After the stop, Hamilton made a statement to Officer Hosp that Heron was his "co-driver." To find that the statement that the defendant, Rohan Heron, was the "co-driver" was made "in furtherance" of the conspiracy, the Court must "evaluate the context of the statement with regard to whether the statement advanced the conspiracy," Rea, 621 F.3d at 605 (citing United States v. Johnson, 200 F.3d 529, 533 (7th Cir. 2000)) Further, "'the statement need not have been made exclusively, or even primarily, to further the conspiracy,' and that we need only find 'some reasonable basis for concluding that the statement in question furthered the conspiracy in some respect.'" (quoting United States v. Powers, 75 F.3d 335, 340 (7th Cir. 1996)(internal quotation marks omitted)).
In this case, Hamilton made the statement after being stopped, and identifying Heron as a co-driver. Given the nature of the activities, the statement that Heron was a co-driver, at least partially identified him as a co-conspirator in a joint venture between Hamilton and Heron. This was a similar situation to that faced by the court in the Rea case, where the declarant made the statement that his source for illegal drugs was the defendant. 621 F.3d at 604-05. Here, there is sufficient evidence that Hamilton and Heron were in a conspiracy, a joint agreement, to transport controlled substances from Phoenix to Ohio, that both knew of the purpose and nature of the trip and they both participated in the conspiracy. As the Seventh Circuit has stated: "Statements that further the conspiracy may take a variety of forms, 'including comments designed to . . . control damage to or detection of the conspiracy, [and] to hide the criminal objectives of the conspiracy . . .'" 621 F.3d at 604. Here, the statement to Hosp who stopped Hamilton, the driver, on a traffic violation, that Heron was Hamilton's "co-driver" was, arguably, made to control detection of the conspiracy by Officer Hosp. Also, it was likely made in an attempt to hide the criminal objectives of the cross-country drive from Officer Hosp by legitimizing the non-stop trip by having two drivers.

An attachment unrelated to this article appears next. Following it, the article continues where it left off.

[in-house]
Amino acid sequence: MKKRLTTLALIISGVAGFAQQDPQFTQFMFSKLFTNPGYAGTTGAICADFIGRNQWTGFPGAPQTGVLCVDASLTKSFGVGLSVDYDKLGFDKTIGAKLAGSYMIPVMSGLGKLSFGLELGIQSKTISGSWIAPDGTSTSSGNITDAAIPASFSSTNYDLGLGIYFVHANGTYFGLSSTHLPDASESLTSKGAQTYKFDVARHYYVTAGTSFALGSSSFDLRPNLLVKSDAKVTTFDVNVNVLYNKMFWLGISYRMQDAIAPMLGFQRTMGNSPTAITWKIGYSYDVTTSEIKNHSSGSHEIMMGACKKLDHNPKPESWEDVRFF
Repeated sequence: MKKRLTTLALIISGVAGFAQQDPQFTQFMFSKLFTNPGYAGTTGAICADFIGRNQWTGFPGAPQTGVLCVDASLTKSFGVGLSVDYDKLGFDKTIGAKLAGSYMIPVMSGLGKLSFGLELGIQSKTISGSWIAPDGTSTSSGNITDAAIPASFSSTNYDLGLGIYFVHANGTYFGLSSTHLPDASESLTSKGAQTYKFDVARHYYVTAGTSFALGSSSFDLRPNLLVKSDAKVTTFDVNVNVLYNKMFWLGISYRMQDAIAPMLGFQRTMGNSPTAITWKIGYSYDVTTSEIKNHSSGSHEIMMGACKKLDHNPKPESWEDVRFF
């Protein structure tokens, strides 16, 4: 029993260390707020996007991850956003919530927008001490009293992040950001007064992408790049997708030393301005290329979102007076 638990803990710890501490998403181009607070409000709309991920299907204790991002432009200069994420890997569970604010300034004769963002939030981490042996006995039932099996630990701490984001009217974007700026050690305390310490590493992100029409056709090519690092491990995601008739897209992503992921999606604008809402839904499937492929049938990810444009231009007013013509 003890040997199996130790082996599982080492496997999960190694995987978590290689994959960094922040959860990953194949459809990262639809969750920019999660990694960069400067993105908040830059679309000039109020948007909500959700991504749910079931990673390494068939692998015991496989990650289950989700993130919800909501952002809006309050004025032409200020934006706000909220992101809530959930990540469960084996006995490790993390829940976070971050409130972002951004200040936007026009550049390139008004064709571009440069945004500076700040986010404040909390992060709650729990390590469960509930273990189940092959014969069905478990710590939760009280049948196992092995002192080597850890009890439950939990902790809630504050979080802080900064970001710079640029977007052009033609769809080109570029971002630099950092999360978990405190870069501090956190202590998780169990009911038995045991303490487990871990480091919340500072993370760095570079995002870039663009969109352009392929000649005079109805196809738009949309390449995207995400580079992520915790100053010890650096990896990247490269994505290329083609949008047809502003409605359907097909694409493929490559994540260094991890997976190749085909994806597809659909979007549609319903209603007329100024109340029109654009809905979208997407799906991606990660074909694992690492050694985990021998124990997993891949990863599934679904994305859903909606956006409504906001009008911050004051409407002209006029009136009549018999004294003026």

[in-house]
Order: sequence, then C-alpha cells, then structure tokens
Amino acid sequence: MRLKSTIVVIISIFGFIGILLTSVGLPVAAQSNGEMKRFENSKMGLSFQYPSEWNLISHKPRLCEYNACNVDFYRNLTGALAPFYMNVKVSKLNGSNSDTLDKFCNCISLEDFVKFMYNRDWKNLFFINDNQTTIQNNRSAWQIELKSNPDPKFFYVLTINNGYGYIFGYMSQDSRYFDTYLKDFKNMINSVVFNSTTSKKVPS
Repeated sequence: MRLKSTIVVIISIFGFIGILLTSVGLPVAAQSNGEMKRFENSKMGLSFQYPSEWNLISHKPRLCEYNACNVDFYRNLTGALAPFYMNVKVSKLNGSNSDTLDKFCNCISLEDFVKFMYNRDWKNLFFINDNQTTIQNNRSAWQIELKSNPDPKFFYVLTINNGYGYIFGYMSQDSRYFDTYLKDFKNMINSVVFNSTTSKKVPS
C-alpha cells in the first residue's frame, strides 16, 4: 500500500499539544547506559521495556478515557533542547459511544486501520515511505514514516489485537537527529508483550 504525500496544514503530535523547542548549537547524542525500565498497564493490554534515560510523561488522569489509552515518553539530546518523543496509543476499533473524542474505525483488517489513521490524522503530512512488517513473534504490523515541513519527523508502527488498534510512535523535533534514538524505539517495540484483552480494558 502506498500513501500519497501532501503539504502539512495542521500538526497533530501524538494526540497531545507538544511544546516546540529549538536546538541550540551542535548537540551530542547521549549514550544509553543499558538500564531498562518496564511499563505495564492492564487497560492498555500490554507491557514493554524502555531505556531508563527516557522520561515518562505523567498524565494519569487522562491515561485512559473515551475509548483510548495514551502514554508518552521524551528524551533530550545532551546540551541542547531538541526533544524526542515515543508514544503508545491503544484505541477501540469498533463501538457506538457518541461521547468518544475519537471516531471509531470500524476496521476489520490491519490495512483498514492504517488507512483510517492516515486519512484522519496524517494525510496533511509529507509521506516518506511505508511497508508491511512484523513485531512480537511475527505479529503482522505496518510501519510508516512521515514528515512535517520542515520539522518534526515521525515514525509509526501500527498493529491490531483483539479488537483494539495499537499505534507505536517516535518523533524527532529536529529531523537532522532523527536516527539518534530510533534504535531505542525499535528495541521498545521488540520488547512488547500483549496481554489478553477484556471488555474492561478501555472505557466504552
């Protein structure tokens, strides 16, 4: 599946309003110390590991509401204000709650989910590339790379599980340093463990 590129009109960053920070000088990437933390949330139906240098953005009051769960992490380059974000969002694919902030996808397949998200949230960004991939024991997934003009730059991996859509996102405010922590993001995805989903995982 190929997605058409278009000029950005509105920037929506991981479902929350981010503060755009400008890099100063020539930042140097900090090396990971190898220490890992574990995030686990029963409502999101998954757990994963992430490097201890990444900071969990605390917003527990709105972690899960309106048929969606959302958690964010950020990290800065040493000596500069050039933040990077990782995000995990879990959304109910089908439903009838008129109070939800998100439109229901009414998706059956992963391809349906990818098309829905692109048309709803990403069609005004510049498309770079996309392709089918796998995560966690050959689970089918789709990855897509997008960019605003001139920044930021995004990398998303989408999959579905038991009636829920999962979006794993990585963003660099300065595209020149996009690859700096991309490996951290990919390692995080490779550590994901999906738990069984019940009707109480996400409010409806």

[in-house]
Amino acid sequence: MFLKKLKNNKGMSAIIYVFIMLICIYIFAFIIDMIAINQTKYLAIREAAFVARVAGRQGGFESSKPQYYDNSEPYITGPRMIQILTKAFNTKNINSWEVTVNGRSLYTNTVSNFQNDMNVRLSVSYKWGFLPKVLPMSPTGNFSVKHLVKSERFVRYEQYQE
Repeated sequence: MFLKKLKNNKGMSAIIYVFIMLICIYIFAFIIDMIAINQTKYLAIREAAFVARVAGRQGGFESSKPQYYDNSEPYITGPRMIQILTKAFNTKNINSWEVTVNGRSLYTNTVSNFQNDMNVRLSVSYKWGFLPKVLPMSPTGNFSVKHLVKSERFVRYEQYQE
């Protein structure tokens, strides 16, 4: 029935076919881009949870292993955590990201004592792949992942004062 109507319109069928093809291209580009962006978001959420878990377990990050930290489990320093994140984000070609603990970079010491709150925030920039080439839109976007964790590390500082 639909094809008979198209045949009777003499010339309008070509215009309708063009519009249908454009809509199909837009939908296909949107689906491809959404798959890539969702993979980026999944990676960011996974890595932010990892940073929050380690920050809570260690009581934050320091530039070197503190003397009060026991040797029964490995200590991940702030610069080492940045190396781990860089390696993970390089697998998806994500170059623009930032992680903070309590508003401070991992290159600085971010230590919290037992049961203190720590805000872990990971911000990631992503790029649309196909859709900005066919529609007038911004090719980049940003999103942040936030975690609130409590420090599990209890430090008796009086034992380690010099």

Therefore, the Court FINDS that the statement to Officer Hosp was made as part of the conspiracy, and is admissible against the defendant pursuant to Rule 801(d)(2)(E). Defendant's oral motion in limine on this ground is, accordingly, DENIED and Officer Hosp may testify as to the statement made by Hamilton as to Heron's role.
The defendant made an alternative motion that the Court give a limiting instruction on the use of the testimony by the jury. The Court GRANTED that motion and gave a limiting instruction at the time ...